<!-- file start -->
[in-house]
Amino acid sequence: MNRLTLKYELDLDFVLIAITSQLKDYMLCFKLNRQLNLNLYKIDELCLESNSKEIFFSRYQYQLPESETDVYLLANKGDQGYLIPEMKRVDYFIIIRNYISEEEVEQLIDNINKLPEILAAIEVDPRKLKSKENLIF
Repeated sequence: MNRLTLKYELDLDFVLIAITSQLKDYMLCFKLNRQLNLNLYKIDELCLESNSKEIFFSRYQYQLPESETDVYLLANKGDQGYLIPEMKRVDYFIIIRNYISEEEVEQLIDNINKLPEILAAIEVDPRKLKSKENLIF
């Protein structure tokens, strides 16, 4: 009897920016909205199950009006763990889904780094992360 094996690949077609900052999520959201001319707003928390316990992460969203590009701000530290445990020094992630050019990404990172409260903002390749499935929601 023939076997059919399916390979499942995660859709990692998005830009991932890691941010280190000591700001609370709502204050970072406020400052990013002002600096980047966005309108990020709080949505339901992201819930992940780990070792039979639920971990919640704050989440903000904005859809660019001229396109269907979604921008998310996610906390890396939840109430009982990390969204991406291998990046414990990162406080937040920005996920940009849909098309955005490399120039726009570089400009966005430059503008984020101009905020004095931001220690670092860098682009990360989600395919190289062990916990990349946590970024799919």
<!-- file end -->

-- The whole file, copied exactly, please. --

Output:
[in-house]
Amino acid sequence: MNRLTLKYELDLDFVLIAITSQLKDYMLCFKLNRQLNLNLYKIDELCLESNSKEIFFSRYQYQLPESETDVYLLANKGDQGYLIPEMKRVDYFIIIRNYISEEEVEQLIDNINKLPEILAAIEVDPRKLKSKENLIF
Repeated sequence: MNRLTLKYELDLDFVLIAITSQLKDYMLCFKLNRQLNLNLYKIDELCLESNSKEIFFSRYQYQLPESETDVYLLANKGDQGYLIPEMKRVDYFIIIRNYISEEEVEQLIDNINKLPEILAAIEVDPRKLKSKENLIF
């Protein structure tokens, strides 16, 4: 009897920016909205199950009006763990889904780094992360 094996690949077609900052999520959201001319707003928390316990992460969203590009701000530290445990020094992630050019990404990172409260903002390749499935929601 023939076997059919399916390979499942995660859709990692998005830009991932890691941010280190000591700001609370709502204050970072406020400052990013002002600096980047966005309108990020709080949505339901992201819930992940780990070792039979639920971990919640704050989440903000904005859809660019001229396109269907979604921008998310996610906390890396939840109430009982990390969204991406291998990046414990990162406080937040920005996920940009849909098309955005490399120039726009570089400009966005430059503008984020101009905020004095931001220690670092860098682009990360989600395919190289062990916990990349946590970024799919």